Amazon, the online bookseller, has been thrust centre-stage in the American abortion debate as pro-choice groups expressed anger that customers typing in "abortion" were offered listings on adoption.
The company was forced to defend itself against suggestions it had given a political slant to results from its supposedly neutral search technology.
Campaigners complained that requests for information on abortion generated the response "Did you mean adoption?" at the top of the page. They expressed their suspicion that Amazon was tampering with its search results to appease pro-life groups, and expressing what appeared to be an "editorial position".
Amazon has hurriedly taken down the question but continues to risk the ire of pro-choice groups because adoption is still listed as a related topic. Customers are not offered listings on abortion when they search on adoption.
Members of the Religious Coalition for Reproductive Choice, a pro-abortion group, raised the issue with Amazon. Rev Jeff Briere, said he continued to believe that the abortion books suggested by an Amazon search "seem to be pro-life in orientation". Three of the top 10 suggested books have a pro-life slant.
Rev Briere told Amazon the "Did you mean adoption?" question was offensive. It is also highly sensitive at a time when bullish pro-lifers are hoping to reopen the whole question of abortion's legality in the US.
Earlier this month, South Dakota passed a law to make abortion illegal, challenging the Supreme Court to re-examine the pivotal Roe v Wade case that legalised terminations. George Bush's conservative appointments to the court have, they believe, offered the best opportunity in a generation for overturning the 1973 ruling.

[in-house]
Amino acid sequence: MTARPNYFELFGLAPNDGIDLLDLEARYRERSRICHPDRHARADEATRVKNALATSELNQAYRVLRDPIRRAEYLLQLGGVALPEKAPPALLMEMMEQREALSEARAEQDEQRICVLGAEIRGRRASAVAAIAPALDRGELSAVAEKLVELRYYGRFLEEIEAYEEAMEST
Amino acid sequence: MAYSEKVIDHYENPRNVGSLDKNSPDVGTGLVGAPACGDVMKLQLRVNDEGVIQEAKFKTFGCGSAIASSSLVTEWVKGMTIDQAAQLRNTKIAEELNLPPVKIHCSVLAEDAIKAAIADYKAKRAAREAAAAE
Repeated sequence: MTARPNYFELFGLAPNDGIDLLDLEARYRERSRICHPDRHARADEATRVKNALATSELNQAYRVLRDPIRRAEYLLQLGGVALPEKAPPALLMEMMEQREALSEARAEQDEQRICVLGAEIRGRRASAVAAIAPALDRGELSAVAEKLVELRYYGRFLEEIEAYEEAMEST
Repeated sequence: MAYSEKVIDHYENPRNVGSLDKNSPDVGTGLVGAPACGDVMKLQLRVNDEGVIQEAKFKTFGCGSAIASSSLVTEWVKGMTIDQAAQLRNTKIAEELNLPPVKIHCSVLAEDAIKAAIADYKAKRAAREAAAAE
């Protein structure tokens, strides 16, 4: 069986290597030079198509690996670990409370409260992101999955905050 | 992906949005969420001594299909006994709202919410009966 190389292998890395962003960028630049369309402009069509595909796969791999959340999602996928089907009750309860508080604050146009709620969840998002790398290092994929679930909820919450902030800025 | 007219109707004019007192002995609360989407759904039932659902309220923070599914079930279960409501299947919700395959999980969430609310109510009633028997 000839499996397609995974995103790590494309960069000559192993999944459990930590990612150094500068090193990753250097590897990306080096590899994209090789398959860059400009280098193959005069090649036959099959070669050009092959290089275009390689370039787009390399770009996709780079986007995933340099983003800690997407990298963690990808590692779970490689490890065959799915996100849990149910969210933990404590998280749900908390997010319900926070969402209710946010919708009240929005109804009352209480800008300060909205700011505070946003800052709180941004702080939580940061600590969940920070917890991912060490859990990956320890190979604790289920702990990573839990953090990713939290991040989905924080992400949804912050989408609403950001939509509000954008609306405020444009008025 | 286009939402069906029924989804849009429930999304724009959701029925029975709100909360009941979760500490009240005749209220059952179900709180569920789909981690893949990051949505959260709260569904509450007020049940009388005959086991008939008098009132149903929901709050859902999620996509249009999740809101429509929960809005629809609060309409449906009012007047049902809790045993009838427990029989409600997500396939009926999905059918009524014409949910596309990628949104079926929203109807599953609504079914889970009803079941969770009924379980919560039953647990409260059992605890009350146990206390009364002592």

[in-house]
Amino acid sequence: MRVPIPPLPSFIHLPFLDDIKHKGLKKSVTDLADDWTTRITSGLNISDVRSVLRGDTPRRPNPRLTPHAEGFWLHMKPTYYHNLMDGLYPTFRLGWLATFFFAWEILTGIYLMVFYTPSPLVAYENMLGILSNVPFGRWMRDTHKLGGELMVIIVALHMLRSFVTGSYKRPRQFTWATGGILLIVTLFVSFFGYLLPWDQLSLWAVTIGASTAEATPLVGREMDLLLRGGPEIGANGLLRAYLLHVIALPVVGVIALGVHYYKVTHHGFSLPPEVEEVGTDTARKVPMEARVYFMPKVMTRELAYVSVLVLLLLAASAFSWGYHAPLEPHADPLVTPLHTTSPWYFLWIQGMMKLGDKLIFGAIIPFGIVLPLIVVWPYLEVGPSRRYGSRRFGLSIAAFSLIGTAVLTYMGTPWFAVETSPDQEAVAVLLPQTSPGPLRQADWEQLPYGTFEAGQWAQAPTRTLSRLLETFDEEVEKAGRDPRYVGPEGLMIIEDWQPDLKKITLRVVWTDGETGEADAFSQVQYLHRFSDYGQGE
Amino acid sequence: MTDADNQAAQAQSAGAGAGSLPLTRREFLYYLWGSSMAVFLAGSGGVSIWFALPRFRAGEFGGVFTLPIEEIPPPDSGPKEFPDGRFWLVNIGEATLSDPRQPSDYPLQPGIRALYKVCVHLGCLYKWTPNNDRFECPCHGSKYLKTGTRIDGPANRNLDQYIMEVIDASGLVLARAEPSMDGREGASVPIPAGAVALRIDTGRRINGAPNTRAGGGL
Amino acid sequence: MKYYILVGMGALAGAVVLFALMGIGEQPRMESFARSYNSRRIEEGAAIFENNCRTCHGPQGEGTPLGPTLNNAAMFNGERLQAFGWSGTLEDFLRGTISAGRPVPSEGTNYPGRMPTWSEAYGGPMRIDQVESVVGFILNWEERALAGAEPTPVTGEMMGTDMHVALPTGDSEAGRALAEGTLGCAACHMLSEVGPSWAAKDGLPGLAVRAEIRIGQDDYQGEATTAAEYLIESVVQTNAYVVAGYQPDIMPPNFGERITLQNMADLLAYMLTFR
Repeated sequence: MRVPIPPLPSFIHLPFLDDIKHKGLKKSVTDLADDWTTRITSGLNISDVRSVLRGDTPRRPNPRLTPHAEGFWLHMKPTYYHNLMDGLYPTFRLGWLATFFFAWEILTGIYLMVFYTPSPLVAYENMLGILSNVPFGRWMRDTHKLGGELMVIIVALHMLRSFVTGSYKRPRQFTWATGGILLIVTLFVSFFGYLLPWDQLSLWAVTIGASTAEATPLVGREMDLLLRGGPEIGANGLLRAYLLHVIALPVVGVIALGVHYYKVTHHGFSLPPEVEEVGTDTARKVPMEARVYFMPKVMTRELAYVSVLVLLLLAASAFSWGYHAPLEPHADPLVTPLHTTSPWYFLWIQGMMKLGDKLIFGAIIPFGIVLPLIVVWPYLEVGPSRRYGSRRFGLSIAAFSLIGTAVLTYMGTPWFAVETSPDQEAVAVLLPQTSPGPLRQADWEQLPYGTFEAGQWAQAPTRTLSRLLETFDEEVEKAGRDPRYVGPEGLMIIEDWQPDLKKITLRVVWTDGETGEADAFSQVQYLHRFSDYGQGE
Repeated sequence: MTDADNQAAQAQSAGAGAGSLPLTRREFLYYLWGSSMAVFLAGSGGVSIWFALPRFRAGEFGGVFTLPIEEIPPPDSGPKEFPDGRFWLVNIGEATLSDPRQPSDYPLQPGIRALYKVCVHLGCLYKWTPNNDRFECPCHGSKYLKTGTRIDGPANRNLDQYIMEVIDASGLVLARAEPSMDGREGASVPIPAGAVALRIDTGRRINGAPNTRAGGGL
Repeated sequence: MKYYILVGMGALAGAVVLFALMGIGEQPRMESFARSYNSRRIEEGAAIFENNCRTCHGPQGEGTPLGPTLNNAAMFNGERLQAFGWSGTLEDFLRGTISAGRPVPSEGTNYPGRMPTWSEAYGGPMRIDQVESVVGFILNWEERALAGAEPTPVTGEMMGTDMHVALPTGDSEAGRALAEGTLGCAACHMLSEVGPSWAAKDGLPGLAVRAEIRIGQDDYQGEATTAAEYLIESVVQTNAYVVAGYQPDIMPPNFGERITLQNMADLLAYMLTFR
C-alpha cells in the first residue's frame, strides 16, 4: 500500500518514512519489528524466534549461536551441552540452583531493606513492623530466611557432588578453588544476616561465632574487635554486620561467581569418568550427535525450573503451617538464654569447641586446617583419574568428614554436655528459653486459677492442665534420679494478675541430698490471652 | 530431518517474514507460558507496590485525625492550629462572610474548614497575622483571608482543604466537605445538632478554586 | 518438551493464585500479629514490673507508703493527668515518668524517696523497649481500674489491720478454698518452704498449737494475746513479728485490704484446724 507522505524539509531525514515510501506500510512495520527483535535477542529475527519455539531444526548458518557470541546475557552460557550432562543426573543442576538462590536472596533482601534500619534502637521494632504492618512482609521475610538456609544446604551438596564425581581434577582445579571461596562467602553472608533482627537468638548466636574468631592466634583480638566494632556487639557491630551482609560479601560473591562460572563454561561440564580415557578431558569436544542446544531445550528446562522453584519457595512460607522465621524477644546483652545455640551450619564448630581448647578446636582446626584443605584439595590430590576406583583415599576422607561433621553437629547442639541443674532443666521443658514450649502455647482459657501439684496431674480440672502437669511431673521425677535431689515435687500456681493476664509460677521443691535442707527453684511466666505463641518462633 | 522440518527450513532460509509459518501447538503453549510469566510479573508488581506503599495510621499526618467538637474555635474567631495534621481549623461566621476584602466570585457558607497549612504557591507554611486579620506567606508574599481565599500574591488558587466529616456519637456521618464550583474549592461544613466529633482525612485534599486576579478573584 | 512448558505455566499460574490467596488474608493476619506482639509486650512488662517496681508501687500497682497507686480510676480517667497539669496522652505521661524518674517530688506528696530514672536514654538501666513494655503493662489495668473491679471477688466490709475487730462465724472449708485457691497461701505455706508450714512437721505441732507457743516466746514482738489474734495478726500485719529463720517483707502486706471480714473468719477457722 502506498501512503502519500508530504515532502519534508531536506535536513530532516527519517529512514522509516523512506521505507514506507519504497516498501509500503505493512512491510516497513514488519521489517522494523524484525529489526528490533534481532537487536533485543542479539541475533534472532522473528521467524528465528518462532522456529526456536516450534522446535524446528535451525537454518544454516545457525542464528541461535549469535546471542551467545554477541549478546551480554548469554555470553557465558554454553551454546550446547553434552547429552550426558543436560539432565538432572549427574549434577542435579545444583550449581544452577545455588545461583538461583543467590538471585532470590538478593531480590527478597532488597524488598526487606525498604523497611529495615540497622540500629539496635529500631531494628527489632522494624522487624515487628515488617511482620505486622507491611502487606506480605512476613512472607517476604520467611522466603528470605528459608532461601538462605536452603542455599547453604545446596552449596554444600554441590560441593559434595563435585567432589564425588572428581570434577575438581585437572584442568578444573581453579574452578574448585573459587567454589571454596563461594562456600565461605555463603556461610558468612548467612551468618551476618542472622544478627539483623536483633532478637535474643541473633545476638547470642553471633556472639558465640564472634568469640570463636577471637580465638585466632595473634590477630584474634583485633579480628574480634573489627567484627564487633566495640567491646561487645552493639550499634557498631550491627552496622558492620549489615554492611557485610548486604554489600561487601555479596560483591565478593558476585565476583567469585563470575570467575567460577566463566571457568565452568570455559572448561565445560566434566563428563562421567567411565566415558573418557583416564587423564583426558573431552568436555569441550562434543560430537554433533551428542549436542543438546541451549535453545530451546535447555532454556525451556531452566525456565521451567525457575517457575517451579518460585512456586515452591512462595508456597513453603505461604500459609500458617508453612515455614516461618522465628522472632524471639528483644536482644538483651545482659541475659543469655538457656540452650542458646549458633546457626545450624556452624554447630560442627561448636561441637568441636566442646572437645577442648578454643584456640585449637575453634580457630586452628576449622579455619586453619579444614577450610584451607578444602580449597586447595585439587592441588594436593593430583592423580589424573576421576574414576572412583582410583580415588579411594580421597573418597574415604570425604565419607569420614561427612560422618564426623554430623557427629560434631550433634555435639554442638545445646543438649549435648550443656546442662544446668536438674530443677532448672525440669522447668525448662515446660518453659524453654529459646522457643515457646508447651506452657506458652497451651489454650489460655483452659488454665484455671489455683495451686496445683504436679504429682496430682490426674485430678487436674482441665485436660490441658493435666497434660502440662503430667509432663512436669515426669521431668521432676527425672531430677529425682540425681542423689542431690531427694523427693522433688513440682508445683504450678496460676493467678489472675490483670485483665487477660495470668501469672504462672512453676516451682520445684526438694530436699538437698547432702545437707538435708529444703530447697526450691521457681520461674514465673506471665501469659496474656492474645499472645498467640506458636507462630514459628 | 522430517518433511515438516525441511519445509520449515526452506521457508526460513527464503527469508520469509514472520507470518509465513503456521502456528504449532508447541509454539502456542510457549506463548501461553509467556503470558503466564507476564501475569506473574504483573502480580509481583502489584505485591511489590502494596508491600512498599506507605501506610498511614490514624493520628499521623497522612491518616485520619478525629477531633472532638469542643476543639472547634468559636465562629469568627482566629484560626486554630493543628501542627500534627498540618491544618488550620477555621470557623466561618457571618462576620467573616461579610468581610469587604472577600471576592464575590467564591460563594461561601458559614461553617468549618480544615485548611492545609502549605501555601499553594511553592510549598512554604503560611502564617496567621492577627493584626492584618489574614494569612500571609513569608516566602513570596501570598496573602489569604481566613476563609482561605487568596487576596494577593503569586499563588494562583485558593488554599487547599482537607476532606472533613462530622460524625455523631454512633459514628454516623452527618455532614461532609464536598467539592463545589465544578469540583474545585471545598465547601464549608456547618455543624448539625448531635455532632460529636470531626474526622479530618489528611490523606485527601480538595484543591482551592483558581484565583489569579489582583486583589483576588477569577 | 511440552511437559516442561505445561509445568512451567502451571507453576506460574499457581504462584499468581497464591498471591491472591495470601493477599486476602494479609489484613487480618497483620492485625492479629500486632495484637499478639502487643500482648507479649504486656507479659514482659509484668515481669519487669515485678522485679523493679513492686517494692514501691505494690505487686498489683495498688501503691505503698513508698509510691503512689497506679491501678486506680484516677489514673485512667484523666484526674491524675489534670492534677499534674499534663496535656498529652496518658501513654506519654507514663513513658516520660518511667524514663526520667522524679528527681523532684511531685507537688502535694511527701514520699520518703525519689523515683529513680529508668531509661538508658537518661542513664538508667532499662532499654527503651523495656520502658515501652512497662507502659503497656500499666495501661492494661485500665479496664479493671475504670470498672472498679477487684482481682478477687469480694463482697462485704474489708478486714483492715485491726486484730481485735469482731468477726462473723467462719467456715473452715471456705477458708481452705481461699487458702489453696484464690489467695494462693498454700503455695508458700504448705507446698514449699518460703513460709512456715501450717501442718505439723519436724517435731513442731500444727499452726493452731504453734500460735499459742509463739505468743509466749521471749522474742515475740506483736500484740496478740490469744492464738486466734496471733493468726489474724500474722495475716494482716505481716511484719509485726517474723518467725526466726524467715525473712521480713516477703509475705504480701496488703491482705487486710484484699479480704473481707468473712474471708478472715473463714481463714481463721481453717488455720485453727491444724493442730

Pro-life groups expressed anger that Amazon had apparently altered its search technology at the instigation of pro-choice campaigners by taking down the "Did you mean adoption?" query. Anti-abortion websites are urging readers to contact Amazon with their views.
An uncomfortable Amazon was yesterday fighting off suggestions of bias. The "Did you mean adoption?" query had been randomly-generated, it insisted. It said it was based on a user's previous search requests, likely related topics and the similarity of spelling between abortion and adoption, which triggered its spell check software.
Amazon's internal search tries to generate product suggestions that a customer might buy. Analysts believe these "impulse buys", based on previous purchases and similar users' shopping habits, account for more than 10 per cent of sales.
Amazon insisted its results reflect the popularity of products and it would not tamper with the complicated mathematical algorithms.Reuse content